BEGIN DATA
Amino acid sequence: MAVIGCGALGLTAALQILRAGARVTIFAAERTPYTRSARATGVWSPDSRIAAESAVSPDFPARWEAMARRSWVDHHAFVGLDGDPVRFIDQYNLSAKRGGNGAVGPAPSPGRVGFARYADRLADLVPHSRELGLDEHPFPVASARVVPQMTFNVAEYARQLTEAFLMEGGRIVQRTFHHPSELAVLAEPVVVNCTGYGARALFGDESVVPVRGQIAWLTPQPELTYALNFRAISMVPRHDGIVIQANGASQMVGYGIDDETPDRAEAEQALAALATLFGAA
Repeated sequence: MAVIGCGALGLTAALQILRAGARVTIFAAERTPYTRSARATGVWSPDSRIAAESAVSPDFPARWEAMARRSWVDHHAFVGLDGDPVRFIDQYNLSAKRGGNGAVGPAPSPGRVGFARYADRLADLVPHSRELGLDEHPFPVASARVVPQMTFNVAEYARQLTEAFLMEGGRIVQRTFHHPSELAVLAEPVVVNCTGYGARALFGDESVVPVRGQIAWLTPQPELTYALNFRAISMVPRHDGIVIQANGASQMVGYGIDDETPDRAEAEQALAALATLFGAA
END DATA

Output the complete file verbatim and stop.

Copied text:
Amino acid sequence: MAVIGCGALGLTAALQILRAGARVTIFAAERTPYTRSARATGVWSPDSRIAAESAVSPDFPARWEAMARRSWVDHHAFVGLDGDPVRFIDQYNLSAKRGGNGAVGPAPSPGRVGFARYADRLADLVPHSRELGLDEHPFPVASARVVPQMTFNVAEYARQLTEAFLMEGGRIVQRTFHHPSELAVLAEPVVVNCTGYGARALFGDESVVPVRGQIAWLTPQPELTYALNFRAISMVPRHDGIVIQANGASQMVGYGIDDETPDRAEAEQALAALATLFGAA
Repeated sequence: MAVIGCGALGLTAALQILRAGARVTIFAAERTPYTRSARATGVWSPDSRIAAESAVSPDFPARWEAMARRSWVDHHAFVGLDGDPVRFIDQYNLSAKRGGNGAVGPAPSPGRVGFARYADRLADLVPHSRELGLDEHPFPVASARVVPQMTFNVAEYARQLTEAFLMEGGRIVQRTFHHPSELAVLAEPVVVNCTGYGARALFGDESVVPVRGQIAWLTPQPELTYALNFRAISMVPRHDGIVIQANGASQMVGYGIDDETPDRAEAEQALAALATLFGAA